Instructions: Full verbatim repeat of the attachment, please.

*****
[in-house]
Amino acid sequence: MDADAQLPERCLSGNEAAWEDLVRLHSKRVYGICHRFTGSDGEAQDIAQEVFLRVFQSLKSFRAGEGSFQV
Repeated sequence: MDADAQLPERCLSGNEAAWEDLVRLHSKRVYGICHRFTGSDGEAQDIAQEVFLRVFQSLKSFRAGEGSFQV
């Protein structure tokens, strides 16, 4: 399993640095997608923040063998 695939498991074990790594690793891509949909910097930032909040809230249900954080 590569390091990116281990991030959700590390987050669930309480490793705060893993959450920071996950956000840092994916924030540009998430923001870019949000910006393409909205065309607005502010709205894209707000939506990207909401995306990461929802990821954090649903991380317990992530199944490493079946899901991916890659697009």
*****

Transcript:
[in-house]
Amino acid sequence: MDADAQLPERCLSGNEAAWEDLVRLHSKRVYGICHRFTGSDGEAQDIAQEVFLRVFQSLKSFRAGEGSFQV
Repeated sequence: MDADAQLPERCLSGNEAAWEDLVRLHSKRVYGICHRFTGSDGEAQDIAQEVFLRVFQSLKSFRAGEGSFQV
């Protein structure tokens, strides 16, 4: 399993640095997608923040063998 695939498991074990790594690793891509949909910097930032909040809230249900954080 590569390091990116281990991030959700590390987050669930309480490793705060893993959450920071996950956000840092994916924030540009998430923001870019949000910006393409909205065309607005502010709205894209707000939506990207909401995306990461929802990821954090649903991380317990992530199944490493079946899901991916890659697009």